Ann wrote: Sun Feb 13, 2022 5:30 am So, I was on this bus. 🚌 It may have been November, and it was getting dark. ⬛ There was a young couple on the bus, a boy and a girl. 👫 Suddenly the girl said to the boy, Look at the Sun. 🌞

And I looked. There it was, the Sun, round and yellow. And I thought to myself, dreamily, There is something wrong. The Sun is sick. It is so wan. The Sun is shining, but it's quite dark... I guess we are all going to die...

That's the Moon, said the boy. And the world snapped into place again.

But lo and behold, the Sun went out again. At least for this APOD. See for yourself, it's dark everywhere all at once! I guess someone put the Earth where the Sun doesn't shine!

Ann
Good tale Ann and your last point reminds me of how I wonder they don’t do solar missions to the Sun’s nightside!

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Re: APOD: Earth at Night (2022 Feb 13)

Post by orin stepanek » Sun Feb 13, 2022 12:30 pm

EarthAtNight2016_SuomiNPP_1080.jpg
A rerun; but a goody! :thumb_up: :yes:
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Re: APOD: Earth at Night (2022 Feb 13)

Post by bystander » Sun Feb 13, 2022 2:46 pm

orin stepanek wrote: Sun Feb 13, 2022 12:30 pm EarthAtNight2016_SuomiNPP_1080.jpg
A rerun; but a goody! :thumb_up: :yes:
Yes, this has been the subject of APOD at least five times before

https://apod.nasa.gov/apod/ap001127.html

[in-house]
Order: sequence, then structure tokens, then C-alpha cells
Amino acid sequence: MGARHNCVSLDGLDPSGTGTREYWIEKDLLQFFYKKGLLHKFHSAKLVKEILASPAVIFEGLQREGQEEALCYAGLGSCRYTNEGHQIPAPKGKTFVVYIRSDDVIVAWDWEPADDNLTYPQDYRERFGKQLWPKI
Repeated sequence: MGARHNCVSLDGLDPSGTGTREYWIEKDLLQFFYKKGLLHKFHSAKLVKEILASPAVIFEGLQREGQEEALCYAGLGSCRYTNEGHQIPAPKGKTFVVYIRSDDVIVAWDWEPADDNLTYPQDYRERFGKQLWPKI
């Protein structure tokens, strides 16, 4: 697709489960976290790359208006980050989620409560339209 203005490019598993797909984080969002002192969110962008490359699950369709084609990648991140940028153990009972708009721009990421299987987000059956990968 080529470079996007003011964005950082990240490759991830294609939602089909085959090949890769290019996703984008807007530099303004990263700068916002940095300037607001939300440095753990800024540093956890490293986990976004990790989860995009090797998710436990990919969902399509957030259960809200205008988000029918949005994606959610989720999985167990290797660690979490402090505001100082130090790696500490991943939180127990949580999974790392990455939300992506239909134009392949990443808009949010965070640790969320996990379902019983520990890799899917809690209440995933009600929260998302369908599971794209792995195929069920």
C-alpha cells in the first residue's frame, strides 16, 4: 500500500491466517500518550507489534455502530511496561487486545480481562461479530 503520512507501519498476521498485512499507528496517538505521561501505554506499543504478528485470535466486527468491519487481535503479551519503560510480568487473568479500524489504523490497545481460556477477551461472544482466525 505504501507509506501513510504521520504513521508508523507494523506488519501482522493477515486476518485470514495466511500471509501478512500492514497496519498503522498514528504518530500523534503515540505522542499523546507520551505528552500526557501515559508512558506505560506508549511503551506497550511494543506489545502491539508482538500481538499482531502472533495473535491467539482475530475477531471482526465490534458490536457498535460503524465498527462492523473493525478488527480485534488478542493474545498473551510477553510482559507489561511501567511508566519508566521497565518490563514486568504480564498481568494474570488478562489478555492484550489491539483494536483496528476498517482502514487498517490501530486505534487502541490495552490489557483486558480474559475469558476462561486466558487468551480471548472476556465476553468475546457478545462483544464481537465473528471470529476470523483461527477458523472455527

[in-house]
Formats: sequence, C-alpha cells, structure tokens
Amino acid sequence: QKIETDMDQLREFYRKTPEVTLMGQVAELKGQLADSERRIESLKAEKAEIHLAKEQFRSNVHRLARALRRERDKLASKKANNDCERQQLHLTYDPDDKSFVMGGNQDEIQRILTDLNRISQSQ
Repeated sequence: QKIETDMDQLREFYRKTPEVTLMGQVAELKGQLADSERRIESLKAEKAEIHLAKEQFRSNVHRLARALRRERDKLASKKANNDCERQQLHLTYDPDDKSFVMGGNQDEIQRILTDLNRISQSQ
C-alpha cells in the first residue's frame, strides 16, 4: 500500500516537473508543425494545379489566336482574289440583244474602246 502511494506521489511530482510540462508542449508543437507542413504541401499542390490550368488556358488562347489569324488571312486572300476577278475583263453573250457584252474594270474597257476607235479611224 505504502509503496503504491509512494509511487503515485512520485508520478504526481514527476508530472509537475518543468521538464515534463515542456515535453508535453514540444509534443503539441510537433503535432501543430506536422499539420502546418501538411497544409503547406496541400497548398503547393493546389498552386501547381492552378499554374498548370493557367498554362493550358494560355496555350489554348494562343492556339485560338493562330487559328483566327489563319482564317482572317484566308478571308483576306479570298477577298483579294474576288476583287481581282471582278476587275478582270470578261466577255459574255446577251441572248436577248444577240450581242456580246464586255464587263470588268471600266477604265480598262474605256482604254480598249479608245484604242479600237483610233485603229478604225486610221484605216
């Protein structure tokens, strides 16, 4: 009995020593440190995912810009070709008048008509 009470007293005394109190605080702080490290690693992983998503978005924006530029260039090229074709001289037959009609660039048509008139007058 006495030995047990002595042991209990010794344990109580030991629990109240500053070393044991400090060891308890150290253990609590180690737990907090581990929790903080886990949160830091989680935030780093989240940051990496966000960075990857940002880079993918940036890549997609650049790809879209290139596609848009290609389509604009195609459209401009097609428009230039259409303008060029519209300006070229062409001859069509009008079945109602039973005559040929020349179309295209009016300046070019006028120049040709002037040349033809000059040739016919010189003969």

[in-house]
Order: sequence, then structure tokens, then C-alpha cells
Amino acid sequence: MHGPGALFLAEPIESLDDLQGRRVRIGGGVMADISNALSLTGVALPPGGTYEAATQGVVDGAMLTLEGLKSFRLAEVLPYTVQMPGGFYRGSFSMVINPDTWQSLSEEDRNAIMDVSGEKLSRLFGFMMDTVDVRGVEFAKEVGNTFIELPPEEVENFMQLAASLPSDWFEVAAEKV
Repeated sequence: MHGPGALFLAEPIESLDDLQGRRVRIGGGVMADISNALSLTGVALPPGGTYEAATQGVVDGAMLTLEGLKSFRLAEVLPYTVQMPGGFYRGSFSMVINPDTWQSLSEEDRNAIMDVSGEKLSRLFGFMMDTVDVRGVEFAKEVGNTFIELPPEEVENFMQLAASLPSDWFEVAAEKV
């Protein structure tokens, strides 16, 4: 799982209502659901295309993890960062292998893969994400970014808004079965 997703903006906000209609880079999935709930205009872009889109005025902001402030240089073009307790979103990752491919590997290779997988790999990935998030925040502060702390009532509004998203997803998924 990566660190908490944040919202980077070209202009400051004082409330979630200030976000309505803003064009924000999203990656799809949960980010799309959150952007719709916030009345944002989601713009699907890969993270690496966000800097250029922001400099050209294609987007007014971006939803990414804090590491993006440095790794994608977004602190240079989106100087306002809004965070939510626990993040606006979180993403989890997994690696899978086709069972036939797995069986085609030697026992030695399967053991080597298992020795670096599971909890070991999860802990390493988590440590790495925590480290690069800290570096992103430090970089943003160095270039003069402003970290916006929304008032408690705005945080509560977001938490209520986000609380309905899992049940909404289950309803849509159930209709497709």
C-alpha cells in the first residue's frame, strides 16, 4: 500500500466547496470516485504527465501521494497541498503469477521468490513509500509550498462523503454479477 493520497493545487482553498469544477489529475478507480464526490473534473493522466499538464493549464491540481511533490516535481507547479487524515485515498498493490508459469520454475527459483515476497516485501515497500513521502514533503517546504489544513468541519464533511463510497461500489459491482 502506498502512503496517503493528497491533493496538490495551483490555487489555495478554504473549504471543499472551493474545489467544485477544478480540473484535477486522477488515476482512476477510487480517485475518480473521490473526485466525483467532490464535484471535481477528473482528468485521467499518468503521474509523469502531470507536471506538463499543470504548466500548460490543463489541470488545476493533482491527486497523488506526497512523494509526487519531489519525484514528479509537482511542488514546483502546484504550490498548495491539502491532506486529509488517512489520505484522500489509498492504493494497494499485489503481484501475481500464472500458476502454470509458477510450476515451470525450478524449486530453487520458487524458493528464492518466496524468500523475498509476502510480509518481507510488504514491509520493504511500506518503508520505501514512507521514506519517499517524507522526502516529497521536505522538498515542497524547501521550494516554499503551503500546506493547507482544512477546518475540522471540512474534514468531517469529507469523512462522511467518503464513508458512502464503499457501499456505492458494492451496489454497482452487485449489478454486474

https://apod.nasa.gov/apod/ap040822.html
https://apod.nasa.gov/apod/ap081005.html
https://apod.nasa.gov/apod/ap121207.html
https://apod.nasa.gov/apod/ap170709.html

But this may be the first time this particular image has been used.
Last edited by bystander on Sun Feb 13, 2022 6:38 pm, edited 1 time in total.
Reason: added 2008/10/05
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Re: APOD: Earth at Night (2022 Feb 13)

Post by bystander » Sun Feb 13, 2022 2:49 pm

Ian Mackenzie wrote: Sun Feb 13, 2022 8:35 am It would be interesting to see this image in a projection which doesn't over-represent the poles and under represent the equator.
https://earthobservatory.nasa.gov/features/NightLights

Scroll down 2/3 toward the bottom
Know the quiet place within your heart and touch the rainbow of possibility; be
alive to the gentle breeze of communication, and please stop being such a jerk.
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Re: APOD: Earth at Night (2022 Feb 13)

Post by Liz S. » Sun Feb 13, 2022 6:49 pm

I love this graphic. I have used it for my computer Background image for several years.

It is amazing how much of the world you can recognize just from the lights... like the Nile River and the Florida Peninsula. It definitely gives you an idea of population density around the planet.